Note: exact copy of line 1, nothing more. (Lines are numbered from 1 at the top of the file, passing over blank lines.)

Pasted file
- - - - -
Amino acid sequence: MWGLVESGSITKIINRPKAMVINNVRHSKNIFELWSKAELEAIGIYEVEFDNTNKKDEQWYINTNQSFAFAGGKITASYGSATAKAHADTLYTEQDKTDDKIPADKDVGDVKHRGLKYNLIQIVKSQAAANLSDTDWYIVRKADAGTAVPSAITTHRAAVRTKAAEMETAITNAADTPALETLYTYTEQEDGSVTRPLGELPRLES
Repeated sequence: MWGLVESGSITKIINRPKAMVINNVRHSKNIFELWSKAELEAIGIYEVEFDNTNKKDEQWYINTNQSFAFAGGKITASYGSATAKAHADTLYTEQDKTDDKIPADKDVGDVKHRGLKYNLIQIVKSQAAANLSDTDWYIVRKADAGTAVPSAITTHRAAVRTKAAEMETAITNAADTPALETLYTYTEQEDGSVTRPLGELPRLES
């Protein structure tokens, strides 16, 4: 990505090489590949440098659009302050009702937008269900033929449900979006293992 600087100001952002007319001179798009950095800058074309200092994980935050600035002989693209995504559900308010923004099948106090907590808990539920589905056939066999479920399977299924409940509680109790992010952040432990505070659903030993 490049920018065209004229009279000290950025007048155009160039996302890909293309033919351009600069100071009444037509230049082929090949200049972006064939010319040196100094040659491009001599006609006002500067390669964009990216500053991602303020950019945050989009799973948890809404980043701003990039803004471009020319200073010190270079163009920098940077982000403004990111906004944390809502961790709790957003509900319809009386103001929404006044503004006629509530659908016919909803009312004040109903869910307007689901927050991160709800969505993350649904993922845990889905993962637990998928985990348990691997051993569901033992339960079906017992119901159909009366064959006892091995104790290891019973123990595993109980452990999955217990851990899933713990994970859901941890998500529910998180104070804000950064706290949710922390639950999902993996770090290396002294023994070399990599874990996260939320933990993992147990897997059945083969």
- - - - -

Amino acid sequence: MWGLVESGSITKIINRPKAMVINNVRHSKNIFELWSKAELEAIGIYEVEFDNTNKKDEQWYINTNQSFAFAGGKITASYGSATAKAHADTLYTEQDKTDDKIPADKDVGDVKHRGLKYNLIQIVKSQAAANLSDTDWYIVRKADAGTAVPSAITTHRAAVRTKAAEMETAITNAADTPALETLYTYTEQEDGSVTRPLGELPRLES